Back at the New Tohoku after the day at the seaside, my Restless Legs woke me every 45 minutes. I finally gave up at 1am and cracked open my book. Then my brain did a side eye to my phone, sitting on the bedside table.
I try not to look at my phone after 9pm. “They” say the blue light stimulates your brain and keeps you awake. But I had posted some photos on Facebook … had anyone Liked them? I tried to resist, then grabbed the thing and saw who had Liked and commented on my photos, tried to read my book again, went back to Facebook after 10 minutes like an alcoholic who says, “Just one more,” repeat.
Social media is like those pellet dispensers in B.F. Skinner’s psychological experiments. You know, the one’s where the rat gets a food pellet every time it performs whatever task the researcher is trying to teach it.
I wasn’t being taught a new trick (that I am aware of). I was succumbing to intermittent reinforcement. This is where a reward is dispensed intermittently, and it’s the most addictive kind. On social media, you never know when you’re going to get rewards, or in what form. When there’s a flood of them, you get a rush, so you try and try to get a repeat. Ugh.
I gave up on sleep at 4:30am and did some rejiggering of my itinerary. As I’ve mentioned, I was going to have my nine-year-old nephew, Charlie, for five nights at the end of the trip, and after much research with Keiko we had settled on Hakone as the ideal destination. Hakone is a resort area about an hour from Tokyo. It’s got cable cars, a lake with boat tours, and lots of kid stuff to keep an active child busy.
But Keiko had received an alert from the Japan Meteorological Agency about volcanic activity near Hakone. According to NHK, Japan’s equivalent of the BBC, Hakone’s cable cars were closed, there was danger of landslides, and some local restaurants couldn’t get black eggs—a local delicacy—because certain roads were shut.
We would have to cancel Hakone and find another destination. We lobbed ideas back and forth on Skype, then she and her dad suggested the Izu Peninsula. When I saw there was a city at the very southern point called Shimoda, I figured it was a sign, since as I wrote in a previous post I have an ancestor from Shimota in the former Czechoslovakia. I have built travel plans around flimsier hooks.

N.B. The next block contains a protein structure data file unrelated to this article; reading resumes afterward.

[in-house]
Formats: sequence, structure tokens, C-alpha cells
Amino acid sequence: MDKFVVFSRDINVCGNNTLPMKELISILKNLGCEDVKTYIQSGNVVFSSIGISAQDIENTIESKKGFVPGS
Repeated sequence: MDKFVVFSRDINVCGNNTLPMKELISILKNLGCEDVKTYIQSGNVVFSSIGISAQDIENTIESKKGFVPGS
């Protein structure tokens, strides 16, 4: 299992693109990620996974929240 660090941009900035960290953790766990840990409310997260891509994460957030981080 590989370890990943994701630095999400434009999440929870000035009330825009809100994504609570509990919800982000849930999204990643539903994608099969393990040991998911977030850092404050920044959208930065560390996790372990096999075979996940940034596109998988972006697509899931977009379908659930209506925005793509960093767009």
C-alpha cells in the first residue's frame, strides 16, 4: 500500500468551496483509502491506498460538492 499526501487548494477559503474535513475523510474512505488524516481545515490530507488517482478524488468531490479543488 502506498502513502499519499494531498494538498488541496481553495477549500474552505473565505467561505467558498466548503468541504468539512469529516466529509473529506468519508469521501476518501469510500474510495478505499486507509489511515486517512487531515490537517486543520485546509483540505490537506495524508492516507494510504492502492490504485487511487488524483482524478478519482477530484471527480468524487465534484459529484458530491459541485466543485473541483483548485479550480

I started getting What’s App messages from Lynn, who had landed at Narita. It took her an hour and 45 minutes to get from her gate to the Skyliner, the airport train which took another hour and 15 minutes to arrive at Ueno. I could see why Keiko had insisted on flying into Haneda, which is so much closer in to central Tokyo.
I would not make Lynn try to find the hotel on her own. I walked to the station, then serendipitously decided to wander a bit and discovered there was a separate station with the same name across the street, just for the Skyliner.
To kill time I took photos of panda buns and a posse of school kids.
There were many groups of cute little kids, but I would never take photos of small children. I figure high schoolers are fair game because they’re posting selfies all the time anyway.
I spotted Lynn and we were off. I insisted on carrying her suitcase up the 30 stairs. She fought me but I won, this time. Lynn always travels with a very small bag—just one step up from a carry on. But it’s like a black hole—tiny but extremely heavy.
“What the hell have you got in here?” I asked as I huffed up the stairs.
“A very large bottle of whiskey for Vince,” she replied.
Vince, my son who is in recovery. This is not what it seems. Lynn’s husband Richard had sourced a very good bottle of whiskey with which Vince would pay the officiant at his wedding in two months’ time.
Speaking of which, here’s another photo: